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Oct 05, 2018
Ecology And Evolution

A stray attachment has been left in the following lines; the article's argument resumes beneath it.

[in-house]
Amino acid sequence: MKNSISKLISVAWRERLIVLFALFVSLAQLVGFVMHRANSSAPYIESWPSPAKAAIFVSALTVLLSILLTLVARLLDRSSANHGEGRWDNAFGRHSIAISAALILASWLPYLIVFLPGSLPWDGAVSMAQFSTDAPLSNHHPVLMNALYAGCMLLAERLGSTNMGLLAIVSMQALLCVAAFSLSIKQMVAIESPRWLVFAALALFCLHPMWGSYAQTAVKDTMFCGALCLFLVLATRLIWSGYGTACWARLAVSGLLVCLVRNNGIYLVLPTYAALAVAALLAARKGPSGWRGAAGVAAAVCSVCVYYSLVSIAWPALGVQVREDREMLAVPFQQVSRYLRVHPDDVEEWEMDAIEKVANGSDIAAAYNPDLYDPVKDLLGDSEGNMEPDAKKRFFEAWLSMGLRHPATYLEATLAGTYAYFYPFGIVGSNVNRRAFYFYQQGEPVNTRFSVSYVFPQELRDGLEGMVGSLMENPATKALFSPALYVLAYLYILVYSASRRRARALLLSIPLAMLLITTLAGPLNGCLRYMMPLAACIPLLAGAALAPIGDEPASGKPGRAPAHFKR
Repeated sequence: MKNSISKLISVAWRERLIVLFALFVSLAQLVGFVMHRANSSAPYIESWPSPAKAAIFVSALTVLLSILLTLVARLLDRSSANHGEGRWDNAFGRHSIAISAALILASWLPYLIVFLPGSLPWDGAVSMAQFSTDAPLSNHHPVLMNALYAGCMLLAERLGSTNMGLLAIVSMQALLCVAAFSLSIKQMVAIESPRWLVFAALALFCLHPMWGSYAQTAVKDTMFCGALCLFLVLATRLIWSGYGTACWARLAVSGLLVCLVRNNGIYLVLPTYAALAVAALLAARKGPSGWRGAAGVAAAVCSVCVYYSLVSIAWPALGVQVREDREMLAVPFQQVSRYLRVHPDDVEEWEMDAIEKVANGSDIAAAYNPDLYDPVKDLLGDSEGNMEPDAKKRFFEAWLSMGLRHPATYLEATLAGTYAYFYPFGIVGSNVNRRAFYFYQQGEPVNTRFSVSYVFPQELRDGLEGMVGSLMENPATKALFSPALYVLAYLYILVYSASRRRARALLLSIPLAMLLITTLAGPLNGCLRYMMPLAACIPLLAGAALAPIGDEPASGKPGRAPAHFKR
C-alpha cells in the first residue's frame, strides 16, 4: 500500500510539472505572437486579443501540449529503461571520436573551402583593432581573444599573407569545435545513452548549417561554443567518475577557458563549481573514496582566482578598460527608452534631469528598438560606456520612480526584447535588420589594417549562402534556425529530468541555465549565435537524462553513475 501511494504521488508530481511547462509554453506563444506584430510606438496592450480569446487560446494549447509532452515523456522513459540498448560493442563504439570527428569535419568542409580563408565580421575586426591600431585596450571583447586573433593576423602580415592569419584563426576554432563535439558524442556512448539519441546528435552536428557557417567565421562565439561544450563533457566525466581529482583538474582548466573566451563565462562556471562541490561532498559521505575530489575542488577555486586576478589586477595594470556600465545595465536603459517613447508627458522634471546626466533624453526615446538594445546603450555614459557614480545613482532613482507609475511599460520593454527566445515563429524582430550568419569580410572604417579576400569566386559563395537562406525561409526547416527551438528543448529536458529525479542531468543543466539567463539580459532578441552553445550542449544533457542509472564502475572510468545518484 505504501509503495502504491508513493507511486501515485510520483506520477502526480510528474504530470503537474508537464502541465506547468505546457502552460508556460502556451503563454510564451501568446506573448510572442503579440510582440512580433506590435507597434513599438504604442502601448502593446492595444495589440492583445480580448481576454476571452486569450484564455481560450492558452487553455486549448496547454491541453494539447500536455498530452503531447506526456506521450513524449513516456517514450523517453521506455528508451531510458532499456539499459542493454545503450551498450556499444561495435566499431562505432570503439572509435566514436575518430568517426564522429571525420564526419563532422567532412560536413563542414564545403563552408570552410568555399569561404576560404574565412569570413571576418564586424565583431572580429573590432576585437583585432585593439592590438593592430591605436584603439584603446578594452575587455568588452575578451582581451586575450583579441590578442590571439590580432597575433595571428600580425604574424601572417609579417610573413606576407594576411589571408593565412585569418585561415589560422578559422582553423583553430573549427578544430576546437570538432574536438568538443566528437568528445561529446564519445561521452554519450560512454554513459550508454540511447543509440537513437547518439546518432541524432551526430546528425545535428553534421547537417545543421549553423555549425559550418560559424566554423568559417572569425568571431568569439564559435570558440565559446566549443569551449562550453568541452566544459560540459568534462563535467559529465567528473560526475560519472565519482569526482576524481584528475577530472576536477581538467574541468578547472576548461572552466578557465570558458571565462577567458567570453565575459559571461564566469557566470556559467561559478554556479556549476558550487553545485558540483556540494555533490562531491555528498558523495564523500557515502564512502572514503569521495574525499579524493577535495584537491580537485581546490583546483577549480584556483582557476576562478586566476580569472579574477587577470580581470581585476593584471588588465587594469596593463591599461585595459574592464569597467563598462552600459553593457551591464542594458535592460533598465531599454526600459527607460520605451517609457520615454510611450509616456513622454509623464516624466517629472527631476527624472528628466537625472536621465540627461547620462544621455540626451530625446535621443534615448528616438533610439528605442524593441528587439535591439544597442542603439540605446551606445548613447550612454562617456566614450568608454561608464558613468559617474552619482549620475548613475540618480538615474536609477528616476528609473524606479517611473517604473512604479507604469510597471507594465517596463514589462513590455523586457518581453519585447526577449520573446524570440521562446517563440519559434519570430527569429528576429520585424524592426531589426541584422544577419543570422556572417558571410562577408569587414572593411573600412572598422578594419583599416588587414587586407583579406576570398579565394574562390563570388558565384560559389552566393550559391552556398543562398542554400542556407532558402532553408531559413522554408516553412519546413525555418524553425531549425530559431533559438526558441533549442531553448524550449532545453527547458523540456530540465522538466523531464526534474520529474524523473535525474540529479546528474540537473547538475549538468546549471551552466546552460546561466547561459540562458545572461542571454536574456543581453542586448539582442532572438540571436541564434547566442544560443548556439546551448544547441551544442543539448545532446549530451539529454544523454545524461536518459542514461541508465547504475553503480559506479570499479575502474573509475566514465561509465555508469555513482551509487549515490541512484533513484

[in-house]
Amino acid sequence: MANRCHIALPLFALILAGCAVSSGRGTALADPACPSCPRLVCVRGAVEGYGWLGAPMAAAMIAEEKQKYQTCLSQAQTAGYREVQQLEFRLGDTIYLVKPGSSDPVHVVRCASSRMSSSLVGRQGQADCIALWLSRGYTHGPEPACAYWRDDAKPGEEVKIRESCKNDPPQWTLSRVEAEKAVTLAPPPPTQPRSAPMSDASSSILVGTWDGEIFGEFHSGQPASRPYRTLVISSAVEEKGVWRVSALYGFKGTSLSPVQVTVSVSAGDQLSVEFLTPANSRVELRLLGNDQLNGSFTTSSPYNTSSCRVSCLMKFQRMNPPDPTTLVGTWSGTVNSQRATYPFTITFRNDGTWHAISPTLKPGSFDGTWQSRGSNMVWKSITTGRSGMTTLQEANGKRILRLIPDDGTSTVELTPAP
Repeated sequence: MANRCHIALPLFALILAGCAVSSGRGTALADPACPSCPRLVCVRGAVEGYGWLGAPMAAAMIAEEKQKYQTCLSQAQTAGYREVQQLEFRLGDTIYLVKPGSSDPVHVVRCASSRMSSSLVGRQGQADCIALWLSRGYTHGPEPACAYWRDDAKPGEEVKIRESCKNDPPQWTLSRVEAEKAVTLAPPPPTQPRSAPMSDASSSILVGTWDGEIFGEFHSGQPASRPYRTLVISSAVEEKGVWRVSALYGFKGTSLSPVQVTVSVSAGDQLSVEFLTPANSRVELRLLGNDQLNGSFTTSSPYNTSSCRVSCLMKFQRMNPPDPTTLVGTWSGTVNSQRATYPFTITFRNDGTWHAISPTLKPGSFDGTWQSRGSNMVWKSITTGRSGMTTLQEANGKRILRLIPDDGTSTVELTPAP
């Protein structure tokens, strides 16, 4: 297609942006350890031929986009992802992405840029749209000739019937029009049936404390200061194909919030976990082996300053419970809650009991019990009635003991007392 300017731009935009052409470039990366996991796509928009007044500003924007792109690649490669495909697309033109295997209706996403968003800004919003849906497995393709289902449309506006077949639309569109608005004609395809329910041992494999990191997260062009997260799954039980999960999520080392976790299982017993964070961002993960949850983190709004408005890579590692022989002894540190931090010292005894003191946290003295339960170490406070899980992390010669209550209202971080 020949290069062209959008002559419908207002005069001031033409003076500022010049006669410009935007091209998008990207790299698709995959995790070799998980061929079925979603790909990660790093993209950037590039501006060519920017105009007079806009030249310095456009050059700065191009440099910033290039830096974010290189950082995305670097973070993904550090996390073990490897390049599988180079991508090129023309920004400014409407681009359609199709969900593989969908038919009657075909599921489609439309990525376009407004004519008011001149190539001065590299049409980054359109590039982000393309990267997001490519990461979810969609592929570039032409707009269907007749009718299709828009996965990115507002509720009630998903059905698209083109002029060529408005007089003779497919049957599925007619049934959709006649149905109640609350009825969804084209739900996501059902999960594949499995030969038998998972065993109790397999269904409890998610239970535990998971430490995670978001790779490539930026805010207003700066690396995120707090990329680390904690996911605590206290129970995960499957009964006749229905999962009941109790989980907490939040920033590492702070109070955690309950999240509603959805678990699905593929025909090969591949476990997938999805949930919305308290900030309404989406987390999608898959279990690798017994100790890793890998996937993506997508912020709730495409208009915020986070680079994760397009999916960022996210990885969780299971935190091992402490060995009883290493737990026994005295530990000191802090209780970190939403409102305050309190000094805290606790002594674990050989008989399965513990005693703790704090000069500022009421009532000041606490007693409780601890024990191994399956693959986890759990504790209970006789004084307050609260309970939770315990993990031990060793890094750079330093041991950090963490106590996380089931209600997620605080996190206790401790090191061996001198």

Evolutionary radiations are responsible for much of Earth's diversity, yet the causes of these radiations are often elusive. Determining the relative roles of adaptation and geographic isolation in diversification is vital to understanding the causes of any radiation, and whether a radiation may be labeled as "adaptive" or not. Across many groups of plants, trait-climate relationships suggest that traits are an important indicator of how plants adapt to different climates. In particular, analyses of plant functional traits in global databases suggest that there is an "economics spectrum" along which combinations of functional traits covary along a fast-slow continuum. We examine evolutionary associations among traits and between trait and climate variables on a strongly supported phylogeny in the iconic plant genus Protea to identify correlated evolution of functional traits and the climatic-niches that species occupy. Results indicate that trait diversification in Protea has climate associations along two axes of variation: correlated evolution of plant size with temperature and leaf investment with rainfall. Evidence suggests that traits and climatic-niches evolve in similar ways, although some of these associations are inconsistent with global patterns on a broader phylogenetic scale. When combined with previous experimental work suggesting that trait-climate associations are adaptive in Protea, the results presented here suggest that trait diversification in this radiation is adaptive.

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